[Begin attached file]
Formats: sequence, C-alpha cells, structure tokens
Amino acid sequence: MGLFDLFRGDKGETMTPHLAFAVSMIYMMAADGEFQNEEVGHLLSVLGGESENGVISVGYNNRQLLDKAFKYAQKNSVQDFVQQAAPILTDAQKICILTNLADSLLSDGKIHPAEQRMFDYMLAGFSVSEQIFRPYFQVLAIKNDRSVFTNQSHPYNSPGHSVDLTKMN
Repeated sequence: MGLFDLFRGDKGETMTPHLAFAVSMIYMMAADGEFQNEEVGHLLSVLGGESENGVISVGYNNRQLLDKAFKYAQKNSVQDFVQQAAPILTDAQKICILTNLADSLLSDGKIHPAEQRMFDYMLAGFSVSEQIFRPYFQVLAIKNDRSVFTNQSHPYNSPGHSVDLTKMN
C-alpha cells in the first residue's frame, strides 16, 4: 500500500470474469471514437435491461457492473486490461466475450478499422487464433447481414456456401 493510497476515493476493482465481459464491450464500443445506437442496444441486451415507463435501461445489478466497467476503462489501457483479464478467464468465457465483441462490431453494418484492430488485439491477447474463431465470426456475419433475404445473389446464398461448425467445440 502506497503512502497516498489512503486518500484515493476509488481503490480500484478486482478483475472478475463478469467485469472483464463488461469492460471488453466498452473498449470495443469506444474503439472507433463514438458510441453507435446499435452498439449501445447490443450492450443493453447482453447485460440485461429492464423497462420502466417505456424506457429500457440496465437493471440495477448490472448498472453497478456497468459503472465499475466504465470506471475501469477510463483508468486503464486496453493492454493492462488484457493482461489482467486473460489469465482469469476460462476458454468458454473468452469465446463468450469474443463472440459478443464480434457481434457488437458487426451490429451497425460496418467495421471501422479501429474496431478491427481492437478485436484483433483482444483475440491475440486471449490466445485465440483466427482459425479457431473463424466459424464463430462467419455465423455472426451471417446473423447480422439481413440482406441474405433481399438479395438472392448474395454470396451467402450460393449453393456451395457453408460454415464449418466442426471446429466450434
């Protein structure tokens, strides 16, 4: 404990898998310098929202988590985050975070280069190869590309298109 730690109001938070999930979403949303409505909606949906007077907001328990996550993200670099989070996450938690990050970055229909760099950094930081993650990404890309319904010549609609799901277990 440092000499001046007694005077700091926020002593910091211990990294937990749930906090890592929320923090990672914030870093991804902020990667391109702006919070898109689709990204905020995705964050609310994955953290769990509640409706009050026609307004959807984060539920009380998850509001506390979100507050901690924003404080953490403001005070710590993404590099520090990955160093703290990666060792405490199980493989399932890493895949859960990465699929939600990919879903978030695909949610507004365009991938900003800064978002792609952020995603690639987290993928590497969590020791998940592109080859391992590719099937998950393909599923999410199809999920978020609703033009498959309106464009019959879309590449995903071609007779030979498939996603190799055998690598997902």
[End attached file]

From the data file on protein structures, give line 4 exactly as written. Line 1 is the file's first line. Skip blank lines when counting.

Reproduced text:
C-alpha cells in the first residue's frame, strides 16, 4: 500500500470474469471514437435491461457492473486490461466475450478499422487464433447481414456456401 493510497476515493476493482465481459464491450464500443445506437442496444441486451415507463435501461445489478466497467476503462489501457483479464478467464468465457465483441462490431453494418484492430488485439491477447474463431465470426456475419433475404445473389446464398461448425467445440 502506497503512502497516498489512503486518500484515493476509488481503490480500484478486482478483475472478475463478469467485469472483464463488461469492460471488453466498452473498449470495443469506444474503439472507433463514438458510441453507435446499435452498439449501445447490443450492450443493453447482453447485460440485461429492464423497462420502466417505456424506457429500457440496465437493471440495477448490472448498472453497478456497468459503472465499475466504465470506471475501469477510463483508468486503464486496453493492454493492462488484457493482461489482467486473460489469465482469469476460462476458454468458454473468452469465446463468450469474443463472440459478443464480434457481434457488437458487426451490429451497425460496418467495421471501422479501429474496431478491427481492437478485436484483433483482444483475440491475440486471449490466445485465440483466427482459425479457431473463424466459424464463430462467419455465423455472426451471417446473423447480422439481413440482406441474405433481399438479395438472392448474395454470396451467402450460393449453393456451395457453408460454415464449418466442426471446429466450434